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Removal Baltimore’s Christopher Columbus statue stirs emotions, from horror to glee

Italian-American community reacts to protesters dumping the Columbua statue in the Inner Harbor after pulling it down from its base at Columbus Piazza.

After protesters heaved a marble statue of Christopher Columbus into Baltimore’s Jones Falls Saturday night, consigning it to a resting place amid polluted muck and trash, the reactions ranged from horror to glee.

“Bye,” was the one-word tweet from Baltimore City Councilman Ryan Dorsey, who has been calling to rename another Columbus memorial in the city.

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Some joked online that Columbus finally discovered a new place.

But others were dismayed with the toppling of the statue of the Italian explorer, which stood at the Christopher Columbus Piazza on the border of Baltimore’s Little Italy and Harbor East neighborhoods since 1984.

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Maryland Gov. Larry Hogan issued a statement condemning the actions. He did not say whether the Columbus statue should stay or go, only that destroying it wasn’t appropriate.

“While we welcome peaceful protests and constructive dialogue on whether and how to put certain monuments in context or move them to museums through a legal process, lawlessness, vandalism, and destruction of property is completely unacceptable,” the Republican governor posted on his social media accounts Sunday morning. “That is the antithesis of democracy and should be condemned by everyone, regardless of their politics.”

Hogan later revised the statement to add a veiled criticism of Baltimore Mayor Bernard C. “Jack” Young: “Baltimore City leaders need to regain control of their own streets and immediately start making them safer.”

Lester Davis, a spokesman for Young, dismissed the governor’s statement.

“The governor has made a practice out of engaging in hot rhetoric that we largely ignore because it’s not productive and not helpful,” Davis said.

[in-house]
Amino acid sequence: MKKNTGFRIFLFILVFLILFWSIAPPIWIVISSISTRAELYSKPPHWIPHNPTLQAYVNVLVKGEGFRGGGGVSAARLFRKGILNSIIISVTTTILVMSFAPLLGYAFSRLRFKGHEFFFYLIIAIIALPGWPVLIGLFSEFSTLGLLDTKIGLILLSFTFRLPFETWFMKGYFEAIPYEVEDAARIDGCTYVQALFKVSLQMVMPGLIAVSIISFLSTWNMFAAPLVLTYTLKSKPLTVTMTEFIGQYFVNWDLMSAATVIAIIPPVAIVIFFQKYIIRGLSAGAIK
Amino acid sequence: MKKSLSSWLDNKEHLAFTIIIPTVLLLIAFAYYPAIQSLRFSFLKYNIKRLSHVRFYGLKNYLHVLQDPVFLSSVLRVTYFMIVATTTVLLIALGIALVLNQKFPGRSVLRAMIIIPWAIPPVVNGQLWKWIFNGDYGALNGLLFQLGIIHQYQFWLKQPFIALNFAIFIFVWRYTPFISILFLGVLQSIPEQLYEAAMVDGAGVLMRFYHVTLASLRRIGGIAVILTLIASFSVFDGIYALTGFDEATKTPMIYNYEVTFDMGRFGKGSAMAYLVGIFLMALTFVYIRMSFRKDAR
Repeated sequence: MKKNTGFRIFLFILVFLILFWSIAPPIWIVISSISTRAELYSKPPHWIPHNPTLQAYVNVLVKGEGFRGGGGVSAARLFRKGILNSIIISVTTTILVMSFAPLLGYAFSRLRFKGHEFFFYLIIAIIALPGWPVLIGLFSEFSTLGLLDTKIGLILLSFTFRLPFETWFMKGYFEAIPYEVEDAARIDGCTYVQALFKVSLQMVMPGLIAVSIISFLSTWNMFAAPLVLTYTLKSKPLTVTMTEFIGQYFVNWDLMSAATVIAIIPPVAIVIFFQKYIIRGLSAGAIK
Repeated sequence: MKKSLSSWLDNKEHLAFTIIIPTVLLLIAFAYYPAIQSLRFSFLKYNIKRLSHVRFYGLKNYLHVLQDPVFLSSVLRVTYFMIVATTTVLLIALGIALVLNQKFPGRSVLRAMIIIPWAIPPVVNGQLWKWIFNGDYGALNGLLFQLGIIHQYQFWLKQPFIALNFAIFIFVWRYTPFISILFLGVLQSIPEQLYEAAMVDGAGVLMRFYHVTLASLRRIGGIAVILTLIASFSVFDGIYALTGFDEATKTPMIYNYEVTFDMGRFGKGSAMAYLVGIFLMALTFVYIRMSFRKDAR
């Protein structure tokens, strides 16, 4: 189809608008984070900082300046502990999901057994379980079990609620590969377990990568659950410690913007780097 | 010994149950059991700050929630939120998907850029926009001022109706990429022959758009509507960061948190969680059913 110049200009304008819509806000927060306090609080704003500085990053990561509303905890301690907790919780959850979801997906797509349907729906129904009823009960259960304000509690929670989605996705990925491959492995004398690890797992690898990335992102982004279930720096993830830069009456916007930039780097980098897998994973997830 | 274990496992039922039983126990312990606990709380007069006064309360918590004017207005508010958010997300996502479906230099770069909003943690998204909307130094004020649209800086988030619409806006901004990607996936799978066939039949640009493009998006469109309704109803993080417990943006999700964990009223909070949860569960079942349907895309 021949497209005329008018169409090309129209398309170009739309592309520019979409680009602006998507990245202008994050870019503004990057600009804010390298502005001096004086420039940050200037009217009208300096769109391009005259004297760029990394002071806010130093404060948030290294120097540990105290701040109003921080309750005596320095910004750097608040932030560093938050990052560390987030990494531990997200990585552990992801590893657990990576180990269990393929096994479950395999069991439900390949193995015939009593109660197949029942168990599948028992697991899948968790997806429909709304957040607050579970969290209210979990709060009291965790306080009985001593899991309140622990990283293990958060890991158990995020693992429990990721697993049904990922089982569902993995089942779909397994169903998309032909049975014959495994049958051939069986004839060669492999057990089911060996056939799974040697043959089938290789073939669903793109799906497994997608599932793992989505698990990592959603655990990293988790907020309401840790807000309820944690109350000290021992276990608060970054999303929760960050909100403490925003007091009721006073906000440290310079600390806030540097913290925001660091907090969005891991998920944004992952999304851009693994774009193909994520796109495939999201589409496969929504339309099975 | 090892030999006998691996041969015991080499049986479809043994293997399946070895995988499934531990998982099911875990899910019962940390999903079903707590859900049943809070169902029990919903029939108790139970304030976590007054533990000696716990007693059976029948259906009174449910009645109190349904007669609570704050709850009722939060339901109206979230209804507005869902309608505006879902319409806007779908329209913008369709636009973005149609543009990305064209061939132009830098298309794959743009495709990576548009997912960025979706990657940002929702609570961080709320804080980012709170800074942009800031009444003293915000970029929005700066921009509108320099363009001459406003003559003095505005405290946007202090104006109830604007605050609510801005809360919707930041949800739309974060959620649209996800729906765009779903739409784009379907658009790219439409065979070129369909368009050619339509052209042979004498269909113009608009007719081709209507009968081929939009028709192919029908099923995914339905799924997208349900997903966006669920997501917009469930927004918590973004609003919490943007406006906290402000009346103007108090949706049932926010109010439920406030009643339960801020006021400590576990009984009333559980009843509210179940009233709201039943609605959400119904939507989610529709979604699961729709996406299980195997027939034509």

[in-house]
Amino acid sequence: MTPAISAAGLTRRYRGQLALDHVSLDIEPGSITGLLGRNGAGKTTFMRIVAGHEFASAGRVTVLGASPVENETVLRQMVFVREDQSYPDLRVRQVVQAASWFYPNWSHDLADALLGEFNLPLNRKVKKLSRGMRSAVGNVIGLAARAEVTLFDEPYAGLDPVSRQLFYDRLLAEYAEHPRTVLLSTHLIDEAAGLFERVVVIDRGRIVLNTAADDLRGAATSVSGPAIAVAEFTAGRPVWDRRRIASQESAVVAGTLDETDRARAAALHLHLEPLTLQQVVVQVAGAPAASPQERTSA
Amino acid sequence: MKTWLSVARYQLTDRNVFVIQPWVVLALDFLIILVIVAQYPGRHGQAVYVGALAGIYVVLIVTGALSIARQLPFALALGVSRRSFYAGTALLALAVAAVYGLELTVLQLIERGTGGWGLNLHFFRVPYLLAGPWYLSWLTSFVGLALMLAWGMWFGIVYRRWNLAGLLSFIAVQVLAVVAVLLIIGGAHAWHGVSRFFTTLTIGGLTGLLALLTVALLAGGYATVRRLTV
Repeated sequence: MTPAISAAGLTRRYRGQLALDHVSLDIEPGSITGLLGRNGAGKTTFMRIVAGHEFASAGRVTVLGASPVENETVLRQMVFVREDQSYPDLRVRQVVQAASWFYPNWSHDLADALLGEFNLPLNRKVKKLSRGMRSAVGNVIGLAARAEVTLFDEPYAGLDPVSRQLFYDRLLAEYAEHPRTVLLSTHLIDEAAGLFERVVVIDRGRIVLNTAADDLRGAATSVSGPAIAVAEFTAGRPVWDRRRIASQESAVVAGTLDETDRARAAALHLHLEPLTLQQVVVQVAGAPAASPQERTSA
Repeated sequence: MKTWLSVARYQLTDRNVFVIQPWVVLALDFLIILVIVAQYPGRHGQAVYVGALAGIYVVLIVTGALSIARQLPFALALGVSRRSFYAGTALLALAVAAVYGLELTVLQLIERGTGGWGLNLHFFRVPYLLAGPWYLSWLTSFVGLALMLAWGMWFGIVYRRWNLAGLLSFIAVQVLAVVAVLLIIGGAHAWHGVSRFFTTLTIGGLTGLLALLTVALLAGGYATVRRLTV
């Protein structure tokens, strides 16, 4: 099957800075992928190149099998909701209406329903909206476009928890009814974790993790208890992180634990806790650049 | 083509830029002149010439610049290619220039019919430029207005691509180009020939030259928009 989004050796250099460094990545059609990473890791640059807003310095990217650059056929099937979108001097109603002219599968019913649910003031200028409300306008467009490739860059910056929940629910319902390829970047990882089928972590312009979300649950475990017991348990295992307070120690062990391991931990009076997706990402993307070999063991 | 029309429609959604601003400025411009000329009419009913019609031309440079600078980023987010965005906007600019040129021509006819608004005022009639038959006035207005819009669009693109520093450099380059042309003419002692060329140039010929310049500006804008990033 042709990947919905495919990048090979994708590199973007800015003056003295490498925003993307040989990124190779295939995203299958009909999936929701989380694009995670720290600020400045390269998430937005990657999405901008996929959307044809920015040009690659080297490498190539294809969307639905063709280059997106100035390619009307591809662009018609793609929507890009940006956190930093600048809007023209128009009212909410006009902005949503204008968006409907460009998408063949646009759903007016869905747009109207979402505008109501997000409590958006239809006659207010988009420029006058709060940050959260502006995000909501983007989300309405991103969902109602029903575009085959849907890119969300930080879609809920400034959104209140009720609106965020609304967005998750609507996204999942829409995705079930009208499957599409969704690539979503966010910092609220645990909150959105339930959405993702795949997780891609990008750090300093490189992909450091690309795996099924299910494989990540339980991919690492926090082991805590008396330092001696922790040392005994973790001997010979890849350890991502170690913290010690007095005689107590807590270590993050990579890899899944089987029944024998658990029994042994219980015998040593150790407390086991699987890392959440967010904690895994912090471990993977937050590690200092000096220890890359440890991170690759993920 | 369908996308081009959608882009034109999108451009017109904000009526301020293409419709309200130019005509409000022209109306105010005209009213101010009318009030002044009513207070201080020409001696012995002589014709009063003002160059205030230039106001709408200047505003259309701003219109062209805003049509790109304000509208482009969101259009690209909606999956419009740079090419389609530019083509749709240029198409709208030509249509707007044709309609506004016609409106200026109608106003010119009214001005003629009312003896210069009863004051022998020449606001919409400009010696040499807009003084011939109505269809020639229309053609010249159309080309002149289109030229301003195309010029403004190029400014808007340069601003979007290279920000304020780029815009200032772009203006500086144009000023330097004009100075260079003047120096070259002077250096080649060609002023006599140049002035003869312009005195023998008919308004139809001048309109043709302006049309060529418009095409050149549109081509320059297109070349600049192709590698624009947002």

Davis said Hogan is pandering to his political base. “We let him get it out of his system and we just focus on doing what’s best for the people of Baltimore,” he said.

A group of people filled the piazza late on Independence Day, toppled the statue and unceremoniously rolled it into the murky Inner Harbor tributary nearby, according to videos posted online.

The grassroots activist group Baltimore BLOC posted a tweet directed to the mayor on June 21, saying 72 hours was enough time for the city to take down the Columbus monuments.

“Can’t guarantee they’ll still be standing after that,” the group wrote.

Protesters pulled down the Christopher Columbus statue near Little Italy and pushed it into Baltimore’s Inner Harbor on July 4, 2020. Video by Spencer Compton

In a Sunday statement to The Baltimore Sun, the group wrote: “We salute our kinfolk who toppled and deported the Columbus monument, and we reaffirm the demands that the organizers are calling for moving forward. Symbols and systems of white supremacy have no place in Baltimore City and must be collectively dismantled.”

Baltimore BLOC then listed 10 demands, including the removal of all statues that honor “white supremacists, owners of enslaved people, perpetrators of genocide and colonizers.” The group also seeks a redesign of the state flag, which uses a symbol that had been adopted by Confederate sympathizers during the Civil War.

The Columbus statue was taken down just hours after President Donald Trump delivered an Independence Day speech in which he railed against those who he said aim to divide the nation.

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“We will never allow an angry mob to tear down our statues, erase our history, indoctrinate our children, or trample on our freedoms,” said the Republican president, according to a White House transcript.

Del. Kathy Szeliga called watching the video of the Columbus monument’s destruction “heartbreaking.”

She was among elected officials and Italian-Americans who gathered at the statue late last month to urge city and state leaders to protect the statue, fearing it would be destroyed.